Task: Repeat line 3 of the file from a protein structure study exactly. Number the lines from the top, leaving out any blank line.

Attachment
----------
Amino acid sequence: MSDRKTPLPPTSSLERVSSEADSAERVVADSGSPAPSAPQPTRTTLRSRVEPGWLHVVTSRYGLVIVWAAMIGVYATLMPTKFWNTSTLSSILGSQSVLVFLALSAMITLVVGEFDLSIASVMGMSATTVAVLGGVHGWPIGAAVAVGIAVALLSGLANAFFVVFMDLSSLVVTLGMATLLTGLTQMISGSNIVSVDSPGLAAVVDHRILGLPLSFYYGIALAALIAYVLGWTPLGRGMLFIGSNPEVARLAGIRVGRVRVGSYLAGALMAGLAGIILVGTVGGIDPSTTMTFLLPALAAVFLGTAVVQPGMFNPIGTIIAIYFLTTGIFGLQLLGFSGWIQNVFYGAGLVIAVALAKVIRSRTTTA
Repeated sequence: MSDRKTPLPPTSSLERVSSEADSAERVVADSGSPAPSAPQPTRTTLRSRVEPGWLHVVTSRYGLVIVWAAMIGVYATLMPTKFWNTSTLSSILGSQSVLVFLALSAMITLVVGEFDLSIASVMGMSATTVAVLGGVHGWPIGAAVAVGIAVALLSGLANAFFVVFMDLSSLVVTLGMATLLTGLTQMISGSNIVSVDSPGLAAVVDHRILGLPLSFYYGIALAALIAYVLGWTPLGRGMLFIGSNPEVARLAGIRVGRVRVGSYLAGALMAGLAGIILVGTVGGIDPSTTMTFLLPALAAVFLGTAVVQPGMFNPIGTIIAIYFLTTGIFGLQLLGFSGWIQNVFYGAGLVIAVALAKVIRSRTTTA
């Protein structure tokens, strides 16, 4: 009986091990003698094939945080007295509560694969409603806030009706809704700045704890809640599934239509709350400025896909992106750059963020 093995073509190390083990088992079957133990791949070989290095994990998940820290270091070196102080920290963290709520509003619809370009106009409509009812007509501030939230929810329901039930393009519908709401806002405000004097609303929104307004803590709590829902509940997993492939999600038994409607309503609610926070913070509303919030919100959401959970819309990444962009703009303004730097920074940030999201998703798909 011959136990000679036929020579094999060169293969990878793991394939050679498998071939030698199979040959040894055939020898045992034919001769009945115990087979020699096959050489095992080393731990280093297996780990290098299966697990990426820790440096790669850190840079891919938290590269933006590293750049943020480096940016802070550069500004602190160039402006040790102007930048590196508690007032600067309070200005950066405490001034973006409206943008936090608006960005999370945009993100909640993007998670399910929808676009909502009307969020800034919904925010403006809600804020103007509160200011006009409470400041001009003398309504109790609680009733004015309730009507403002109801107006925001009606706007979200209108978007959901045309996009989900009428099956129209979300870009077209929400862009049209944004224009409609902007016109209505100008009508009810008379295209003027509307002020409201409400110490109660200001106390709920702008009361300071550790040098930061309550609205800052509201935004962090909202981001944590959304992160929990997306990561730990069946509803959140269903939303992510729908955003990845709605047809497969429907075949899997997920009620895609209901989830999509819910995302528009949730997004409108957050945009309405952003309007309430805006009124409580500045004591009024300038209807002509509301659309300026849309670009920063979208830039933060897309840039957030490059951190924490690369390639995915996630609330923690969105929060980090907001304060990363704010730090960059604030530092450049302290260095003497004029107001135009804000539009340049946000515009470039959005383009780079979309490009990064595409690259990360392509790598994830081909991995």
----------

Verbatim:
């Protein structure tokens, strides 16, 4: 009986091990003698094939945080007295509560694969409603806030009706809704700045704890809640599934239509709350400025896909992106750059963020 093995073509190390083990088992079957133990791949070989290095994990998940820290270091070196102080920290963290709520509003619809370009106009409509009812007509501030939230929810329901039930393009519908709401806002405000004097609303929104307004803590709590829902509940997993492939999600038994409607309503609610926070913070509303919030919100959401959970819309990444962009703009303004730097920074940030999201998703798909 011959136990000679036929020579094999060169293969990878793991394939050679498998071939030698199979040959040894055939020898045992034919001769009945115990087979020699096959050489095992080393731990280093297996780990290098299966697990990426820790440096790669850190840079891919938290590269933006590293750049943020480096940016802070550069500004602190160039402006040790102007930048590196508690007032600067309070200005950066405490001034973006409206943008936090608006960005999370945009993100909640993007998670399910929808676009909502009307969020800034919904925010403006809600804020103007509160200011006009409470400041001009003398309504109790609680009733004015309730009507403002109801107006925001009606706007979200209108978007959901045309996009989900009428099956129209979300870009077209929400862009049209944004224009409609902007016109209505100008009508009810008379295209003027509307002020409201409400110490109660200001106390709920702008009361300071550790040098930061309550609205800052509201935004962090909202981001944590959304992160929990997306990561730990069946509803959140269903939303992510729908955003990845709605047809497969429907075949899997997920009620895609209901989830999509819910995302528009949730997004409108957050945009309405952003309007309430805006009124409580500045004591009024300038209807002509509301659309300026849309670009920063979208830039933060897309840039957030490059951190924490690369390639995915996630609330923690969105929060980090907001304060990363704010730090960059604030530092450049302290260095003497004029107001135009804000539009340049946000515009470039959005383009780079979309490009990064595409690259990360392509790598994830081909991995």